Rep. Ted Deutch (D-Fla.) with Jon Secada, Rico Love and Marcella Araica
Photo by John Parra/Getty Images
District Advocate Day Is Here! Music Creators Meet With Lawmakers Across The U.S.
The big day is upon us! Today is District Advocate day, and nearly 2,000 music creators across the U.S. are in the process of meeting with their local lawmakers for the nation's largest grassroots music advocacy movement of the year.
Today is #DistrictAdvocate day—the LARGEST grassroots advocacy movement in #music! Nearly 2,000 @RecordingAcad members will meet with their US representatives to fight/advocate for music creators' rights.
Here's how you can participate: https://t.co/HtbZZwTVSV pic.twitter.com/AXC4N2UguT
— GRAMMY Advocacy (@GRAMMYAdvocacy) October 2, 2019
Nearly a year after the successful passage of the transformative Music Modernization Act, the Recording Academy is reuniting its members with members of Congress to address industry concerns, including copyright protections and establishing a performance right on terrestrial radio.
— GRAMMY Advocacy (@GRAMMYAdvocacy) October 2, 2019
Spearheaded by singer/songwriter and two-time GRAMMY-winner Jason Mraz as the Academy’s District Advocate Ambassador, and supported by a diverse group of music creators ranging from Broadway performers to sound engineers, Academy members from coast-to-coast will address industry concerns, including copyright protections and establishing a performance right on terrestrial radio.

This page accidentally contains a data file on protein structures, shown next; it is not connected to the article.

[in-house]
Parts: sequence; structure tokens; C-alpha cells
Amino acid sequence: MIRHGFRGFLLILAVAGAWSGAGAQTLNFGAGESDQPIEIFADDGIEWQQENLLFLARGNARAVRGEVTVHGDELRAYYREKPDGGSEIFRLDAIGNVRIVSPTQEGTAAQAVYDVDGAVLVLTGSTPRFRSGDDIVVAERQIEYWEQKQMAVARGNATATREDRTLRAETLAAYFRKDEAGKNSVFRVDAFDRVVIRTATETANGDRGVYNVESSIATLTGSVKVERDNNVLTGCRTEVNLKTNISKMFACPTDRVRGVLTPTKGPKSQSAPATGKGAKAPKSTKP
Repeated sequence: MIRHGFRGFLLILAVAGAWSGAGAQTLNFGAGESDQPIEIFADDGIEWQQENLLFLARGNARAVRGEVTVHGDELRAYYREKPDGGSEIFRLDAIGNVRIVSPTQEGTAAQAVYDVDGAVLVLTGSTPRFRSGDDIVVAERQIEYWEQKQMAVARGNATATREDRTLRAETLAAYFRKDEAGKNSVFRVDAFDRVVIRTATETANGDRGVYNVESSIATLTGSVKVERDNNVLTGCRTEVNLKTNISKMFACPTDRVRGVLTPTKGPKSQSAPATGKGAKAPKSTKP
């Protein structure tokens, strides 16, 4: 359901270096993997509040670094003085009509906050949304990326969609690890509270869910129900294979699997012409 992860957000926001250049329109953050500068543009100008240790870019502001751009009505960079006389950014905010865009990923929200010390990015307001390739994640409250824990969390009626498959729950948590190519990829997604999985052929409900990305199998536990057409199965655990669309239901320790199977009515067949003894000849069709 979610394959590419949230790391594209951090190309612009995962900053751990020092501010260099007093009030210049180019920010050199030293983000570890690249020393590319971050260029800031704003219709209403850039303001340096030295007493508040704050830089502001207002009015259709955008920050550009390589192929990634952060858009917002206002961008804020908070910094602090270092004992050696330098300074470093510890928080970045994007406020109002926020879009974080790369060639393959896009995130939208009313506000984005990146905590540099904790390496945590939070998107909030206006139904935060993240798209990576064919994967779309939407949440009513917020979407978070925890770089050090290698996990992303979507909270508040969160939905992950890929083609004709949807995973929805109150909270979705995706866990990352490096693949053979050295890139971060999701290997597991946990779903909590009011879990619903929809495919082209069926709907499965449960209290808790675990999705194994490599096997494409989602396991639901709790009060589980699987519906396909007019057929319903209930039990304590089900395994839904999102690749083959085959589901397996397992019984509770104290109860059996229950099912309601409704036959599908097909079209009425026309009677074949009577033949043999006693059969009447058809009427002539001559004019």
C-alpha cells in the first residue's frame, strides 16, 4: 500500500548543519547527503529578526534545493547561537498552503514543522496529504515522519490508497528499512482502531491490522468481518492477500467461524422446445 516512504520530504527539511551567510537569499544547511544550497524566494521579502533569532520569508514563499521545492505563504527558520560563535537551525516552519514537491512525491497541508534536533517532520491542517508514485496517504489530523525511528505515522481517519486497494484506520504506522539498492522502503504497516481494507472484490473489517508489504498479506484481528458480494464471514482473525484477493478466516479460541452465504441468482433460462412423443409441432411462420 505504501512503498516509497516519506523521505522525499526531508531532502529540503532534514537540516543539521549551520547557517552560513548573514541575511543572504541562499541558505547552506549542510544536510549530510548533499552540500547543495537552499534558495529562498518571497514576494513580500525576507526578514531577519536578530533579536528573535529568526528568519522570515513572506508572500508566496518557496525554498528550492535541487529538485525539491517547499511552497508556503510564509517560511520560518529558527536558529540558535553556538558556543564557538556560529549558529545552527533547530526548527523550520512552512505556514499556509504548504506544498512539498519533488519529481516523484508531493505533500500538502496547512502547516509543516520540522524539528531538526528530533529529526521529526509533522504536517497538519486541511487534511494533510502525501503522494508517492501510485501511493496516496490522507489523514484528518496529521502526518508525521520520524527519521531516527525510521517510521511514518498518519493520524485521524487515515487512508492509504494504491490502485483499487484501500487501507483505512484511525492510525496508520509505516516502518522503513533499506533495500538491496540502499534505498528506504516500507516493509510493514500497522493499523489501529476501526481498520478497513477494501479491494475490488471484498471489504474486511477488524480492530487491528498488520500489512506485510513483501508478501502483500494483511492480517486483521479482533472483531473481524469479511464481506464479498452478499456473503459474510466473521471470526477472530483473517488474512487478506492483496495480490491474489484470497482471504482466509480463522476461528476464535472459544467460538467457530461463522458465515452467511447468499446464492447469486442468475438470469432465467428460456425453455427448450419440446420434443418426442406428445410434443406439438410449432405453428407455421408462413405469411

In addition to Mraz today, District Advocate day participants include four-time GRAMMY winner Yolanda Adams, GRAMMY winner Claudia Brant, three-time GRAMMY nominee Taylor Hanson, seven-time GRAMMY-winning member of Lady Antebellum Dave Haywood, five-time GRAMMY winner Lalah Hathaway, three-time GRAMMY winner Shane McAnally, Latin GRAMMY-winning songwriter/composer/producer Rudy Pérez, singer/songwriter Caitlyn Smith and nearly 2,000 other music professionals.
We're 1⃣ day away from the LARGEST grassroots advocacy movement for #music. Join @jason_mraz (District Advocate Ambassador), @RecordingAcad members, and the music community in the fight for music creators' rights: https://t.co/Rjzz4e9V7g #DistrictAdvocate pic.twitter.com/KLQjZN1b8N
— GRAMMY Advocacy (@GRAMMYAdvocacy) October 1, 2019
Ahead of the big day, Recording Academy President/CEO Deborah Dugan weighed in on the importance of this uniting of music and politics.
"Oct. 2, 2019, will be another landmark day for music advocacy in the United States," said Dugan. "Through District Advocate Day, the Academy will empower music creators from coast-to-coast, make their voices heard, and remind legislators of the vital role they play in our communities and our culture. I'm excited to be a part of this movement to protect music creators and preserve the future of the music industry."
To break down the movement even further, the Recording Academy and its members are raising their voices today to support independent music creators, artists, producers and songwriters on a few key issues. Here's how they are making history today:
Supporting Independent Music Creators